According to Willoughby, the Ethics Committee would decide if a test result for a medication for which a prescription is obtained was positive, regardless of whether the medicine may cause impairment to judgment.

The drug test results would only be made public following their examination by the Ethics Committee, whose members then voted to demand that the legislator explain considering the circumstances. At that moment, Willoughby asserted, everyone would be aware of the outcome.

And what about “probable cause,” requiring a justification for a test?

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“You make a valid question,” Willoughby remarked. Indeed, she admitted, it might be “weaponized against somebody you don’t like” if the Senate president or House speaker chooses who gets tested.

However, Willoughby stated that she depends on those leaders’ judgment to exercise their authority only when they witness someone acting “abnormally,” possibly even “uninhibitedly.”

Sen. John Kavanagh, a Republican from Fountain Hills who has served in the legislature since 2007, was perplexed by the subject of what kind of strange behavior might prompt a request for a drug test.

“Without using drugs, many of our legislators are capable of coming up with bizarre bills,” he stated. Additionally, Kavanagh doesn’t think drug testing is required, especially when alcohol is exempt from the law.

“In all the time I was there, I don’t recall ever seeing a lawmaker who was even suspected of using drugs,” he remarked.

“On the night the budget was done, there may have been a few isolated cases of alcohol intoxication,” Kavanagh went on. However, there isn’t any prior record of abuse of that nature.

Rusty Bowers, a former House Speaker with a legislative background dating back to 1997, concurs. He claimed that he had not observed anyone who seemed to be using drugs throughout that period.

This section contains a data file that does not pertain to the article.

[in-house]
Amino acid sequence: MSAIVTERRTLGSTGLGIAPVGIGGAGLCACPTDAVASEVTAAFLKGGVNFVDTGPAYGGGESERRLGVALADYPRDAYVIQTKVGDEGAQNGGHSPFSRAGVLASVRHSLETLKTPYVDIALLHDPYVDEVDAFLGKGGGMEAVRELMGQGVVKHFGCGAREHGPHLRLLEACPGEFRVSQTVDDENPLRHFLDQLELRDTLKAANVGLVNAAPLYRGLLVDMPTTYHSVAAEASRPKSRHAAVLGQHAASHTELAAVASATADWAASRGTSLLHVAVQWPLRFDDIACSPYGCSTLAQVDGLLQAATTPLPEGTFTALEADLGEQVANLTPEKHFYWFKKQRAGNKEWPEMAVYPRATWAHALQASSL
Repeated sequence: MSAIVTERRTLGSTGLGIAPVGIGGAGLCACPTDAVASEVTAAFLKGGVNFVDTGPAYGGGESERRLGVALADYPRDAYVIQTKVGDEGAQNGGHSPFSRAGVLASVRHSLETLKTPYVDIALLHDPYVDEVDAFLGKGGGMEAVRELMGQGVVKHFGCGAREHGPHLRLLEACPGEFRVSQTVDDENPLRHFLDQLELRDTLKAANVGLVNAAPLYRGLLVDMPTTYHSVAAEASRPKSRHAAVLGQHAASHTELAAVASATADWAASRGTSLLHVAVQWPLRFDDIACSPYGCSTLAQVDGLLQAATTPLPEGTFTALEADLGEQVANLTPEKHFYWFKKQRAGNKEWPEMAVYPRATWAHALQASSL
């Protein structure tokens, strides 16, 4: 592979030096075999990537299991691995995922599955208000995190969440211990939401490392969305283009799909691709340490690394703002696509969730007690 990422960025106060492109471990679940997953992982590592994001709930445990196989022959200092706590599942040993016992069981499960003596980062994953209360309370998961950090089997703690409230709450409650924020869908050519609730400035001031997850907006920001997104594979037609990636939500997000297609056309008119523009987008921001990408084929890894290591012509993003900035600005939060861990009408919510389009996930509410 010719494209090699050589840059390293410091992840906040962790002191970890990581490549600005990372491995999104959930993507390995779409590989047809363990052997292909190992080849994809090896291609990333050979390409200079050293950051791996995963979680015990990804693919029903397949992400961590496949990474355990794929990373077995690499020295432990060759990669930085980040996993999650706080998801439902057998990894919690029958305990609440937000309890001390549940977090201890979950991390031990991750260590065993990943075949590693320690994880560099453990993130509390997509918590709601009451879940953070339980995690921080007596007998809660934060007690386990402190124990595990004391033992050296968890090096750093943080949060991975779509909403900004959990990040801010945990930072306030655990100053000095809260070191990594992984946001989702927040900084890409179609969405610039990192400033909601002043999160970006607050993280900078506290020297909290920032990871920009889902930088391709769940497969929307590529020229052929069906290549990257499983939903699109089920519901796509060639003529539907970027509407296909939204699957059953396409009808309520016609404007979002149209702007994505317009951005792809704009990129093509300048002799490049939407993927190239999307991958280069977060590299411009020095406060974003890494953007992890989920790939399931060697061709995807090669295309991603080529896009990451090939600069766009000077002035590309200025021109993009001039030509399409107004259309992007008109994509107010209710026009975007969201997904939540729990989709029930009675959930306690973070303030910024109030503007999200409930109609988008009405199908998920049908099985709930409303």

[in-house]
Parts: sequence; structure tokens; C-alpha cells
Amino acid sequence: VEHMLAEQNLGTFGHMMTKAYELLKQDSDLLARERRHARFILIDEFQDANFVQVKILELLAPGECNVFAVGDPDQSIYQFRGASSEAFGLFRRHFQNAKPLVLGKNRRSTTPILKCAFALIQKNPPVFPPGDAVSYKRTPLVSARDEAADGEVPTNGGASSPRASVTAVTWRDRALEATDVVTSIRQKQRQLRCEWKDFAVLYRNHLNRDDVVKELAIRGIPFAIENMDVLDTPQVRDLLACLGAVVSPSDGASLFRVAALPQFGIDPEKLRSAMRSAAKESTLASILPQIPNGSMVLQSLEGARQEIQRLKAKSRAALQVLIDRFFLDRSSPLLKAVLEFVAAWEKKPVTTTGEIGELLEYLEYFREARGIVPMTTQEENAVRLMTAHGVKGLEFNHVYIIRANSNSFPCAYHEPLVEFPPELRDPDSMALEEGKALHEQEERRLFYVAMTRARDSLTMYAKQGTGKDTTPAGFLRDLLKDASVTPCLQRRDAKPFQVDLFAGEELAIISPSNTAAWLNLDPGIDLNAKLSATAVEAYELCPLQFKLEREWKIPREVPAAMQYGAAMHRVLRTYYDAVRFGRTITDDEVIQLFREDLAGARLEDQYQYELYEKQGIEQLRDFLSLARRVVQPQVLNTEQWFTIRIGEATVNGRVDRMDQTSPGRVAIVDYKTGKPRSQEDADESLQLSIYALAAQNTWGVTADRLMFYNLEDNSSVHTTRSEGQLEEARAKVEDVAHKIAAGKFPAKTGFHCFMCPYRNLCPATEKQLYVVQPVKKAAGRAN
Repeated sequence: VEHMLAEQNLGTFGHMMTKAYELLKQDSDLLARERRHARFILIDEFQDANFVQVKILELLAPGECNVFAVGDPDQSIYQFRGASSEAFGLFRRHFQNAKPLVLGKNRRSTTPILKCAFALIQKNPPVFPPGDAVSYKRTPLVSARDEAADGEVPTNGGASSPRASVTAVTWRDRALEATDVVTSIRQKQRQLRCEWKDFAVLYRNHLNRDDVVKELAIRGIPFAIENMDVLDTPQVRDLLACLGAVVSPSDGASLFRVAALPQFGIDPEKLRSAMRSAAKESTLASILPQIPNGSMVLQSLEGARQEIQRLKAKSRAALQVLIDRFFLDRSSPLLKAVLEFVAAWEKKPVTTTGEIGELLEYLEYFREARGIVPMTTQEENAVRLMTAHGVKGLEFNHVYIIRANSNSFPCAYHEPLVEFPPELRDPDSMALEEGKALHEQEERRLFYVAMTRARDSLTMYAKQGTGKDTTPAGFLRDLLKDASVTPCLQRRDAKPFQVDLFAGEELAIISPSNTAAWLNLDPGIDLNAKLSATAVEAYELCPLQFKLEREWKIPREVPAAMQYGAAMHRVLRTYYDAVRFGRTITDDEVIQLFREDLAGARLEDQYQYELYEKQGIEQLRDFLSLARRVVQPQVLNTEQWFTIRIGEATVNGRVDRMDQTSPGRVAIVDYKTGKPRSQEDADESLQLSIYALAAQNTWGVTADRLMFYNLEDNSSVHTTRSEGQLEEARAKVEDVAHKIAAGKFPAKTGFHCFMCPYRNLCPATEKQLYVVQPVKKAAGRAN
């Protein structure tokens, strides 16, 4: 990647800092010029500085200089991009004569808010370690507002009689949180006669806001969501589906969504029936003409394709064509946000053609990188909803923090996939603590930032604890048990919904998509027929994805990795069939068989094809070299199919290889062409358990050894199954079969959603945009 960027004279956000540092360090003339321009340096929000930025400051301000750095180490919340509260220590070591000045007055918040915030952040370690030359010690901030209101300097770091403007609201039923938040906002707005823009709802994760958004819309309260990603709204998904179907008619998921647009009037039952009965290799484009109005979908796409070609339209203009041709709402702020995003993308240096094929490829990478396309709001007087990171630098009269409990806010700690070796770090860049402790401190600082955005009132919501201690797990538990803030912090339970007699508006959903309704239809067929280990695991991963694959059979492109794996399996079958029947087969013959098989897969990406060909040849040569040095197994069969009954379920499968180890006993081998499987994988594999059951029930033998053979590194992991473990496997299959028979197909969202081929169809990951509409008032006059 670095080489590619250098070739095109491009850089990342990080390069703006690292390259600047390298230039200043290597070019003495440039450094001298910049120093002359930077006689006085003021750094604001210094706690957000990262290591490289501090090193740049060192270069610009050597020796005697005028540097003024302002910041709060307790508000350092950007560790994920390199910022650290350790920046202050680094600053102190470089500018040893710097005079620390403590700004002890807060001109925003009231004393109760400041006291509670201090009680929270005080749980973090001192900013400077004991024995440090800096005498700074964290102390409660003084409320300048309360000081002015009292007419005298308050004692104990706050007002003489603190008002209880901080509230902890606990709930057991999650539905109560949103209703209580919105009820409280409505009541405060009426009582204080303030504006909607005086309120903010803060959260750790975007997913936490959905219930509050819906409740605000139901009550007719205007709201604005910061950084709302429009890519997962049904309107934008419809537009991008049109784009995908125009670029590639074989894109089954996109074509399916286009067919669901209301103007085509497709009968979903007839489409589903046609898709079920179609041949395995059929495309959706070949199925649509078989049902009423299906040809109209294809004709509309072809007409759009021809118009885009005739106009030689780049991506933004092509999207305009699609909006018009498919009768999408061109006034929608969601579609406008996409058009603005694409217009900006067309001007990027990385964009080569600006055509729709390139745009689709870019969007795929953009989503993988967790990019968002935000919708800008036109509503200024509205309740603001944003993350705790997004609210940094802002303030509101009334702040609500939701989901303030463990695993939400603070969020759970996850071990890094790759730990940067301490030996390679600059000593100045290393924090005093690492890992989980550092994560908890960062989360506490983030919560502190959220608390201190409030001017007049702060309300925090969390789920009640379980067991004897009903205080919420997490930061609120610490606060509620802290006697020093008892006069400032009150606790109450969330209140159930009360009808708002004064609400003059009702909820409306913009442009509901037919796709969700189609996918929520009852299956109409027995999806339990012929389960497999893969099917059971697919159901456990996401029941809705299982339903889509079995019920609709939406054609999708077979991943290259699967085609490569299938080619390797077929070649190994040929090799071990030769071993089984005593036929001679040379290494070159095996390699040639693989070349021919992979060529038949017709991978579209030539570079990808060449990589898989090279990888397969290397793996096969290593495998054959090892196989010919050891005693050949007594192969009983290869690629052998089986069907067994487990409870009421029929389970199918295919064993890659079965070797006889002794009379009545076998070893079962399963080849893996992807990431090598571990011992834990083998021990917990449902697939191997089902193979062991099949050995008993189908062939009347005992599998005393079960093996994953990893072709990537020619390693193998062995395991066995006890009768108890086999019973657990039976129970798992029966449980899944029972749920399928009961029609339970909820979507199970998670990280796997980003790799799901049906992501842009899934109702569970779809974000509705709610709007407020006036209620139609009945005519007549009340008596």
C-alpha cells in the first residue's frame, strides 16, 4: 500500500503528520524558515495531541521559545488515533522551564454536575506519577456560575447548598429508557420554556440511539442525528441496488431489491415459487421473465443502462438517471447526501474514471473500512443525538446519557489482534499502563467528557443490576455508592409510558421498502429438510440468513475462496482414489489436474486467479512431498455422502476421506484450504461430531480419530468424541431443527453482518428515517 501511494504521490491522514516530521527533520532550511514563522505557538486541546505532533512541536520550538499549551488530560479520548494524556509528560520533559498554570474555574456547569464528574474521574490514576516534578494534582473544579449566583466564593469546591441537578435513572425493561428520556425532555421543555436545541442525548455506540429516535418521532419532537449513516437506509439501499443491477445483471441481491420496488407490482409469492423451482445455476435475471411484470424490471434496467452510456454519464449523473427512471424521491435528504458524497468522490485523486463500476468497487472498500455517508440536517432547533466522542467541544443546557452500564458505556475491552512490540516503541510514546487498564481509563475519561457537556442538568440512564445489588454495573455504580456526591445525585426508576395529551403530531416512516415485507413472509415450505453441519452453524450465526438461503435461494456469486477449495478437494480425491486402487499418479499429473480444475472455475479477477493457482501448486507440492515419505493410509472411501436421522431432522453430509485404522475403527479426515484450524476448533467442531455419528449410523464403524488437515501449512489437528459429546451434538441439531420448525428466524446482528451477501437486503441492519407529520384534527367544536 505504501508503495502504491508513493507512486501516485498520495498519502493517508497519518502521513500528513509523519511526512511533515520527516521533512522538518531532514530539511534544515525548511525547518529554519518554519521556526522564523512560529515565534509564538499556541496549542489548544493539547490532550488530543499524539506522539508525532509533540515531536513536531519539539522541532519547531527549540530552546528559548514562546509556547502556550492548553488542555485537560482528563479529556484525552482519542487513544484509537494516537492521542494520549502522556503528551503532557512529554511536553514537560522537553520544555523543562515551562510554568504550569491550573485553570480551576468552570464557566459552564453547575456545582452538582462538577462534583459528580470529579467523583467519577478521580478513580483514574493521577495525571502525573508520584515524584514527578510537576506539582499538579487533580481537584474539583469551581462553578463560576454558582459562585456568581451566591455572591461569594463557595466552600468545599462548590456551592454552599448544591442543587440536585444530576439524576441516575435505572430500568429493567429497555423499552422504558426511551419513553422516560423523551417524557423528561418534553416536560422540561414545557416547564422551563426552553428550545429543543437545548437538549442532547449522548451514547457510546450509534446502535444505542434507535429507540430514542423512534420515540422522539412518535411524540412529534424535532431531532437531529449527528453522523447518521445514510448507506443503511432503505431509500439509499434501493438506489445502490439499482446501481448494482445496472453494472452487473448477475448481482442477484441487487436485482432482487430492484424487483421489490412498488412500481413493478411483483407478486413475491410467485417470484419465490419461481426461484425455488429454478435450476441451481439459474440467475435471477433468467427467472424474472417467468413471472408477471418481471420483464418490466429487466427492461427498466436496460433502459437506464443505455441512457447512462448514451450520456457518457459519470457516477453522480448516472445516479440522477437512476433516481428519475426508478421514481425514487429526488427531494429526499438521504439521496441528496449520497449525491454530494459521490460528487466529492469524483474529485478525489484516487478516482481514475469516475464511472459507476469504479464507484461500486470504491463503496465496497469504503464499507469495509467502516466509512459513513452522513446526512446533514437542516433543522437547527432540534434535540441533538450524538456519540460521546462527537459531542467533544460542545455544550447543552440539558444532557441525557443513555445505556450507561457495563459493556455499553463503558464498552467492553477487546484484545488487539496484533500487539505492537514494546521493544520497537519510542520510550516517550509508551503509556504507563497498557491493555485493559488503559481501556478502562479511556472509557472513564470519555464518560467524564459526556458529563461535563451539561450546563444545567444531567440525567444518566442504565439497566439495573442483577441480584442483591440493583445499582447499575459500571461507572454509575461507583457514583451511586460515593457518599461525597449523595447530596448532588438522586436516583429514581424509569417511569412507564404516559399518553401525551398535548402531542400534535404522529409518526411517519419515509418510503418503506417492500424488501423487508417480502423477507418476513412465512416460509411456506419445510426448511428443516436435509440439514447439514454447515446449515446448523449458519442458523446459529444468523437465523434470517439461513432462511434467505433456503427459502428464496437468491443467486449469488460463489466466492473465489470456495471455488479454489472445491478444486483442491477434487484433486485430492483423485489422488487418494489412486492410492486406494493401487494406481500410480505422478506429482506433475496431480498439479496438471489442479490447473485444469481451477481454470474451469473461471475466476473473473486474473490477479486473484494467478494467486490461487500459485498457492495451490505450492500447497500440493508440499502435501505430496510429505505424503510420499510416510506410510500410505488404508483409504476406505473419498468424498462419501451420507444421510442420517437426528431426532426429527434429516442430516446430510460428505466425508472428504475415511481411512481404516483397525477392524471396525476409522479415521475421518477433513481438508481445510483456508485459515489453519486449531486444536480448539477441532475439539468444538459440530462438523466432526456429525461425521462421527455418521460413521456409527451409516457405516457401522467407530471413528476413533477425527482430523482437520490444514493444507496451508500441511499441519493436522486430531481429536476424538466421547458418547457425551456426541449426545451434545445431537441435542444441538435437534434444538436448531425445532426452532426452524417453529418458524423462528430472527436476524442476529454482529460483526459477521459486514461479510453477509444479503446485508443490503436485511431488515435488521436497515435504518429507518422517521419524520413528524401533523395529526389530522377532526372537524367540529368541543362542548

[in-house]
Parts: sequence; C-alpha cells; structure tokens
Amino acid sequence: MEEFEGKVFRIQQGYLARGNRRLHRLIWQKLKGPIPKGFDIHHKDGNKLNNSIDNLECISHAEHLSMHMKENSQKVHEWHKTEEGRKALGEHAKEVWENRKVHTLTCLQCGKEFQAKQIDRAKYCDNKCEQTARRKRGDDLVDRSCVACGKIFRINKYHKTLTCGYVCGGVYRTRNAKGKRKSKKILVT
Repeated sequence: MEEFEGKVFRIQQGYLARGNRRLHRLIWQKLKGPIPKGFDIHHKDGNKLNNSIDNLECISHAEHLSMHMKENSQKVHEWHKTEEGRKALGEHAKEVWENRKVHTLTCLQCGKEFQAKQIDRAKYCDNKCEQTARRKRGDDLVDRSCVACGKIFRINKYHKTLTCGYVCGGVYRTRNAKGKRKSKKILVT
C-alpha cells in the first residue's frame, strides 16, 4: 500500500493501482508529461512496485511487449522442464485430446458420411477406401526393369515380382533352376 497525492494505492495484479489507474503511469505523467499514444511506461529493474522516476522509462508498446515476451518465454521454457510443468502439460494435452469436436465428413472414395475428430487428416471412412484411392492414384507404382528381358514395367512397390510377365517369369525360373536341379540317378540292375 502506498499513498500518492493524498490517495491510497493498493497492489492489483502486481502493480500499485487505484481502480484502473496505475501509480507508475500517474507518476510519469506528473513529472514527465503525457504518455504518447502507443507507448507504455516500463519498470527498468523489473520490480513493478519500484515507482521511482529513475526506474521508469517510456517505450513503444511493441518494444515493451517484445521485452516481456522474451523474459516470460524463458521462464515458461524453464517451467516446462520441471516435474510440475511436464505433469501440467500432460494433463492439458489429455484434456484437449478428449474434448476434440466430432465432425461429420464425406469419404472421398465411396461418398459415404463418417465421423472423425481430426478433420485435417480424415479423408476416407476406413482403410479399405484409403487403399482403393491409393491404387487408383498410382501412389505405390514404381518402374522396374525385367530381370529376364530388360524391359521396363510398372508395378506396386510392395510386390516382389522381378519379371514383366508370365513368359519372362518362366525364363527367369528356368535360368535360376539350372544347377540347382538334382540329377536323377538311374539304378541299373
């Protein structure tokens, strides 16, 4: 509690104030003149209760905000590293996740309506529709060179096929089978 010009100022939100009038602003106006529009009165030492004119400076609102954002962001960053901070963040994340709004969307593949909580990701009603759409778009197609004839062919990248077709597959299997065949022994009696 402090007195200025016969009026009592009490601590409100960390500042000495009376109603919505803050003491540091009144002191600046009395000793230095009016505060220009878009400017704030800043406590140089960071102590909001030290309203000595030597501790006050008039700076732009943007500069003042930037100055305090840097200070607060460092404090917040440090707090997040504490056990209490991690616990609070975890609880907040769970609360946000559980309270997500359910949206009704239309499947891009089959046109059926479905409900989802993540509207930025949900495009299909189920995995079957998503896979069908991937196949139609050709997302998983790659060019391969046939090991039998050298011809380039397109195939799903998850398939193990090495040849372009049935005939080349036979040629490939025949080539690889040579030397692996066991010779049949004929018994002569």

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However, he added, “I knew some were definitely under the influence of alcohol.”

Bowers also downplayed the chance that a legislator under the influence of drugs might seriously undermine the democratic and deliberative processes. Think about the fact that legislation needs 31 votes in the House to be enacted.

He joked, “I don’t think it would have some wave of influence unless they got 30 plus one all toking at once.”

Sen. Lela Alston, a Democrat who has been in the legislature since 1977, likewise questioned the necessity of this type of legislation, stating that she has never encountered an issue with her fellow Democrats.

Alston remarked, “Maybe Ms. Willoughby and her caucus are worried about her members now.” However, I don’t think that’s necessary at all.

It is unclear to what extent parliamentary leadership is willing to release her with the bill. Speaker of the House Ben Toma has not yet scheduled a committee hearing for her measure, which would give him the authority to order arbitrary drug testing.

Willoughby conceded that her bill might not be entirely ready for public consumption. However, Willoughby claimed that by pursuing it and introducing it, she is honoring her promise to the constituents who brought up the subject of parliamentarians with drug addiction with her in the first place, which inspired her to draft the legislation.